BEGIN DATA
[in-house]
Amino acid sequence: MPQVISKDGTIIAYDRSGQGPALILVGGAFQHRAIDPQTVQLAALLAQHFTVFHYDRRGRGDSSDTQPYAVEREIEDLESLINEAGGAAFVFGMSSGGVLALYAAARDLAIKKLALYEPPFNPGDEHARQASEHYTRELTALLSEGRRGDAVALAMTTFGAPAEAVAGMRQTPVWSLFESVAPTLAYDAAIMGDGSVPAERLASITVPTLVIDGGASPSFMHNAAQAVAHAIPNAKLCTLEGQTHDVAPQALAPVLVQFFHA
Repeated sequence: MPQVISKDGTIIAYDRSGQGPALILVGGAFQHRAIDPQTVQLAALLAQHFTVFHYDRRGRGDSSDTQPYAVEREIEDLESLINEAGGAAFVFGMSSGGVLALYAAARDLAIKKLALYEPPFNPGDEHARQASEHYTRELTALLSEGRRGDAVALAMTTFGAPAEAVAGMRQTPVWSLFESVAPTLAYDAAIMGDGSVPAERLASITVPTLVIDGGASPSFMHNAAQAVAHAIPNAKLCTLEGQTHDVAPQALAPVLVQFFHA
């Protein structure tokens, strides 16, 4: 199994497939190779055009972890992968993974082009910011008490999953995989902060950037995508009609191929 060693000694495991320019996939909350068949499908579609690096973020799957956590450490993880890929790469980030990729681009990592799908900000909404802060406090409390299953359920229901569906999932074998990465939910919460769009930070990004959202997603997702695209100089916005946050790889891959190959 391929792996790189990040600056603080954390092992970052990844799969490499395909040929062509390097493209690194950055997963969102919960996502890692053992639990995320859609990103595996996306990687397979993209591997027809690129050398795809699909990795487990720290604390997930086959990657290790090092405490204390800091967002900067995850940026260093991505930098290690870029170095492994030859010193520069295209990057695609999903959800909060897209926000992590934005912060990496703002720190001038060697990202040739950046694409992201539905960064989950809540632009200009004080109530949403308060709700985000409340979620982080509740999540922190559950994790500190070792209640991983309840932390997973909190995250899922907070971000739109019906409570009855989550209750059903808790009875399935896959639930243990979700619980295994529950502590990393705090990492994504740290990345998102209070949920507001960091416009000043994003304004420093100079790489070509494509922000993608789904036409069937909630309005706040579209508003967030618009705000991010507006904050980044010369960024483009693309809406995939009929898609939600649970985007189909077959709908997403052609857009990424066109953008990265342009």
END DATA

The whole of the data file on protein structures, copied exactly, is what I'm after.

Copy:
[in-house]
Amino acid sequence: MPQVISKDGTIIAYDRSGQGPALILVGGAFQHRAIDPQTVQLAALLAQHFTVFHYDRRGRGDSSDTQPYAVEREIEDLESLINEAGGAAFVFGMSSGGVLALYAAARDLAIKKLALYEPPFNPGDEHARQASEHYTRELTALLSEGRRGDAVALAMTTFGAPAEAVAGMRQTPVWSLFESVAPTLAYDAAIMGDGSVPAERLASITVPTLVIDGGASPSFMHNAAQAVAHAIPNAKLCTLEGQTHDVAPQALAPVLVQFFHA
Repeated sequence: MPQVISKDGTIIAYDRSGQGPALILVGGAFQHRAIDPQTVQLAALLAQHFTVFHYDRRGRGDSSDTQPYAVEREIEDLESLINEAGGAAFVFGMSSGGVLALYAAARDLAIKKLALYEPPFNPGDEHARQASEHYTRELTALLSEGRRGDAVALAMTTFGAPAEAVAGMRQTPVWSLFESVAPTLAYDAAIMGDGSVPAERLASITVPTLVIDGGASPSFMHNAAQAVAHAIPNAKLCTLEGQTHDVAPQALAPVLVQFFHA
């Protein structure tokens, strides 16, 4: 199994497939190779055009972890992968993974082009910011008490999953995989902060950037995508009609191929 060693000694495991320019996939909350068949499908579609690096973020799957956590450490993880890929790469980030990729681009990592799908900000909404802060406090409390299953359920229901569906999932074998990465939910919460769009930070990004959202997603997702695209100089916005946050790889891959190959 391929792996790189990040600056603080954390092992970052990844799969490499395909040929062509390097493209690194950055997963969102919960996502890692053992639990995320859609990103595996996306990687397979993209591997027809690129050398795809699909990795487990720290604390997930086959990657290790090092405490204390800091967002900067995850940026260093991505930098290690870029170095492994030859010193520069295209990057695609999903959800909060897209926000992590934005912060990496703002720190001038060697990202040739950046694409992201539905960064989950809540632009200009004080109530949403308060709700985000409340979620982080509740999540922190559950994790500190070792209640991983309840932390997973909190995250899922907070971000739109019906409570009855989550209750059903808790009875399935896959639930243990979700619980295994529950502590990393705090990492994504740290990345998102209070949920507001960091416009000043994003304004420093100079790489070509494509922000993608789904036409069937909630309005706040579209508003967030618009705000991010507006904050980044010369960024483009693309809406995939009929898609939600649970985007189909077959709908997403052609857009990424066109953008990265342009």